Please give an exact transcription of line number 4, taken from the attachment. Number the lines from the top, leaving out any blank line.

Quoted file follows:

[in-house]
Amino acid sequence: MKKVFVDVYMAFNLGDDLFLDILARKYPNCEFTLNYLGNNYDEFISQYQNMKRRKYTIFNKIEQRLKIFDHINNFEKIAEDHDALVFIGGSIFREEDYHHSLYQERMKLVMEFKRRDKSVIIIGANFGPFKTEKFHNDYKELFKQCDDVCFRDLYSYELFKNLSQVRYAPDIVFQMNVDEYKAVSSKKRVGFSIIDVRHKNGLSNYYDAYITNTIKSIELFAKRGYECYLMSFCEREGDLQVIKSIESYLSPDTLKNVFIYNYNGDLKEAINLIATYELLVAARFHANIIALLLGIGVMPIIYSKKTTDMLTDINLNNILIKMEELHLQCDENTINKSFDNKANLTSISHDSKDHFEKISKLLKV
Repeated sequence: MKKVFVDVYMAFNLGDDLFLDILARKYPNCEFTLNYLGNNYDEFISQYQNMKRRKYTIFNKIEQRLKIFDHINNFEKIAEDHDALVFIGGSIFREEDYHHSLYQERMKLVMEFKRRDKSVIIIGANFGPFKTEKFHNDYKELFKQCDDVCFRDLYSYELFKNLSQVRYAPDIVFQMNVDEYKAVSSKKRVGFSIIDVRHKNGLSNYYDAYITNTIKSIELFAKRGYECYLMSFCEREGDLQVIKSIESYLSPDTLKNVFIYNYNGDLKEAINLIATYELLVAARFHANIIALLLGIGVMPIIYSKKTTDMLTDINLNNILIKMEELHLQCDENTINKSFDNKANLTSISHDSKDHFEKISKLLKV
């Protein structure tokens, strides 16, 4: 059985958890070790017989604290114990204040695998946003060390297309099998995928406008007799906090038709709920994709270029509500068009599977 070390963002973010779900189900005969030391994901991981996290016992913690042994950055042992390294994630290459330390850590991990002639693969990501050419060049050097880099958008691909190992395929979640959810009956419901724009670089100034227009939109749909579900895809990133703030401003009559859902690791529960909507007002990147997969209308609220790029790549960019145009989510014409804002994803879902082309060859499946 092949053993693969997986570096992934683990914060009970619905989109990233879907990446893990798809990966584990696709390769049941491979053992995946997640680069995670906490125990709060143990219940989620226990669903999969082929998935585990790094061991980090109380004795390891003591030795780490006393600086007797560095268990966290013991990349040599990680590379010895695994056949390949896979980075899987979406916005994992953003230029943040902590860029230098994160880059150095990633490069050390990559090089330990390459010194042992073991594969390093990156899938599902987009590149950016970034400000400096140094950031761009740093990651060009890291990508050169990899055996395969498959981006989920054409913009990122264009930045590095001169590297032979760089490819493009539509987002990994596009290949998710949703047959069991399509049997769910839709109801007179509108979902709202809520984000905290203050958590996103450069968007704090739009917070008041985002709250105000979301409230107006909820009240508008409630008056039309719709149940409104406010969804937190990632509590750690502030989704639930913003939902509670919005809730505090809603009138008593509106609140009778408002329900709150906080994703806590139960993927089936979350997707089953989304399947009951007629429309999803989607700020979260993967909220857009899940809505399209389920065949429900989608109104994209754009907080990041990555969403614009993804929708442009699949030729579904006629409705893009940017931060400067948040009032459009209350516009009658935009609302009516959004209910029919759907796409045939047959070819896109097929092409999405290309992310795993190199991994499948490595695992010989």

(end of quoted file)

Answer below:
């Protein structure tokens, strides 16, 4: 059985958890070790017989604290114990204040695998946003060390297309099998995928406008007799906090038709709920994709270029509500068009599977 070390963002973010779900189900005969030391994901991981996290016992913690042994950055042992390294994630290459330390850590991990002639693969990501050419060049050097880099958008691909190992395929979640959810009956419901724009670089100034227009939109749909579900895809990133703030401003009559859902690791529960909507007002990147997969209308609220790029790549960019145009989510014409804002994803879902082309060859499946 092949053993693969997986570096992934683990914060009970619905989109990233879907990446893990798809990966584990696709390769049941491979053992995946997640680069995670906490125990709060143990219940989620226990669903999969082929998935585990790094061991980090109380004795390891003591030795780490006393600086007797560095268990966290013991990349040599990680590379010895695994056949390949896979980075899987979406916005994992953003230029943040902590860029230098994160880059150095990633490069050390990559090089330990390459010194042992073991594969390093990156899938599902987009590149950016970034400000400096140094950031761009740093990651060009890291990508050169990899055996395969498959981006989920054409913009990122264009930045590095001169590297032979760089490819493009539509987002990994596009290949998710949703047959069991399509049997769910839709109801007179509108979902709202809520984000905290203050958590996103450069968007704090739009917070008041985002709250105000979301409230107006909820009240508008409630008056039309719709149940409104406010969804937190990632509590750690502030989704639930913003939902509670919005809730505090809603009138008593509106609140009778408002329900709150906080994703806590139960993927089936979350997707089953989304399947009951007629429309999803989607700020979260993967909220857009899940809505399209389920065949429900989608109104994209754009907080990041990555969403614009993804929708442009699949030729579904006629409705893009940017931060400067948040009032459009209350516009009658935009609302009516959004209910029919759907796409045939047959070819896109097929092409999405290309992310795993190199991994499948490595695992010989």